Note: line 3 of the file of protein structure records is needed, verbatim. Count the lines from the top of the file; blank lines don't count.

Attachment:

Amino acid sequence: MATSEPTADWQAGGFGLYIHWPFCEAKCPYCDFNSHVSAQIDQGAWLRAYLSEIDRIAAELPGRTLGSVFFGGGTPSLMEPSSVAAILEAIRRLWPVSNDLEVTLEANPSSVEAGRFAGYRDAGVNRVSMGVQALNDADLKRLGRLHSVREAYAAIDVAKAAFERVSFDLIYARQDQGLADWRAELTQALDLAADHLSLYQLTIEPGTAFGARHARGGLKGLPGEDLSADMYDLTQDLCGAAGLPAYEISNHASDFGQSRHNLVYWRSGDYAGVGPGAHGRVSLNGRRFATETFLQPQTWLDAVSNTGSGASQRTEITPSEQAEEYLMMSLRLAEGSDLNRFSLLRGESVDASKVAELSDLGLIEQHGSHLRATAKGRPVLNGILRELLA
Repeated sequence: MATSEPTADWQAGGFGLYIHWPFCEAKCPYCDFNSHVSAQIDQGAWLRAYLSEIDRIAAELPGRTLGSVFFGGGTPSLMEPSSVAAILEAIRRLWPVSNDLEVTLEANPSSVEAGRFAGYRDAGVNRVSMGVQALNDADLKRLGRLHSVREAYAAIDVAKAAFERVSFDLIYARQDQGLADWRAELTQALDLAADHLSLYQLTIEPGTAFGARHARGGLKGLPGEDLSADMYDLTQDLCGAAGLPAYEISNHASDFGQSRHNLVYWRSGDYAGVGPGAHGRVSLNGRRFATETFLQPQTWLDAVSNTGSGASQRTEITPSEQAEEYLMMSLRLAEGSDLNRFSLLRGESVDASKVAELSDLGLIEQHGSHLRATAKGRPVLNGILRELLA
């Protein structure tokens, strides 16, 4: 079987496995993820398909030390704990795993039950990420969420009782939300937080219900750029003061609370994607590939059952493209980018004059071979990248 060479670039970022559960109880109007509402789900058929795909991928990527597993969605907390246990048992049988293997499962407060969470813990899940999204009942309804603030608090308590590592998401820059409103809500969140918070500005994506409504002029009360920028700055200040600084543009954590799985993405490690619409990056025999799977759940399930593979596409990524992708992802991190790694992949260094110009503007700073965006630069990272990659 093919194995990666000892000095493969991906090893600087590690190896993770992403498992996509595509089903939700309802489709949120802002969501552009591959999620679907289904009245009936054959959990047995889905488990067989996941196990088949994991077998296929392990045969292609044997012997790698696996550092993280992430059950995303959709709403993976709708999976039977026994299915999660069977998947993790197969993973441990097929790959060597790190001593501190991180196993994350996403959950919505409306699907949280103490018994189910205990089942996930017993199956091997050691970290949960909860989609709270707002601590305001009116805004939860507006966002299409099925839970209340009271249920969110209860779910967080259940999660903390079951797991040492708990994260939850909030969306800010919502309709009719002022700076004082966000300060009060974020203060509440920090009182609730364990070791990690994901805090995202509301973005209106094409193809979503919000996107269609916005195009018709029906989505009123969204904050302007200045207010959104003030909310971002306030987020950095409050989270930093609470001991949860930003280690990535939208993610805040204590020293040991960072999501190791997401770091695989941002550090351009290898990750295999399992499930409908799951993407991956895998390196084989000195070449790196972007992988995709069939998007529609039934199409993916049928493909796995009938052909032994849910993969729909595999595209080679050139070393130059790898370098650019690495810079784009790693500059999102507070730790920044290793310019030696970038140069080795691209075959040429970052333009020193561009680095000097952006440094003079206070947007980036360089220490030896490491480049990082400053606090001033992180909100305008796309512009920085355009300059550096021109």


């Protein structure tokens, strides 16, 4: 079987496995993820398909030390704990795993039950990420969420009782939300937080219900750029003061609370994607590939059952493209980018004059071979990248 060479670039970022559960109880109007509402789900058929795909991928990527597993969605907390246990048992049988293997499962407060969470813990899940999204009942309804603030608090308590590592998401820059409103809500969140918070500005994506409504002029009360920028700055200040600084543009954590799985993405490690619409990056025999799977759940399930593979596409990524992708992802991190790694992949260094110009503007700073965006630069990272990659 093919194995990666000892000095493969991906090893600087590690190896993770992403498992996509595509089903939700309802489709949120802002969501552009591959999620679907289904009245009936054959959990047995889905488990067989996941196990088949994991077998296929392990045969292609044997012997790698696996550092993280992430059950995303959709709403993976709708999976039977026994299915999660069977998947993790197969993973441990097929790959060597790190001593501190991180196993994350996403959950919505409306699907949280103490018994189910205990089942996930017993199956091997050691970290949960909860989609709270707002601590305001009116805004939860507006966002299409099925839970209340009271249920969110209860779910967080259940999660903390079951797991040492708990994260939850909030969306800010919502309709009719002022700076004082966000300060009060974020203060509440920090009182609730364990070791990690994901805090995202509301973005209106094409193809979503919000996107269609916005195009018709029906989505009123969204904050302007200045207010959104003030909310971002306030987020950095409050989270930093609470001991949860930003280690990535939208993610805040204590020293040991960072999501190791997401770091695989941002550090351009290898990750295999399992499930409908799951993407991956895998390196084989000195070449790196972007992988995709069939998007529609039934199409993916049928493909796995009938052909032994849910993969729909595999595209080679050139070393130059790898370098650019690495810079784009790693500059999102507070730790920044290793310019030696970038140069080795691209075959040429970052333009020193561009680095000097952006440094003079206070947007980036360089220490030896490491480049990082400053606090001033992180909100305008796309512009920085355009300059550096021109």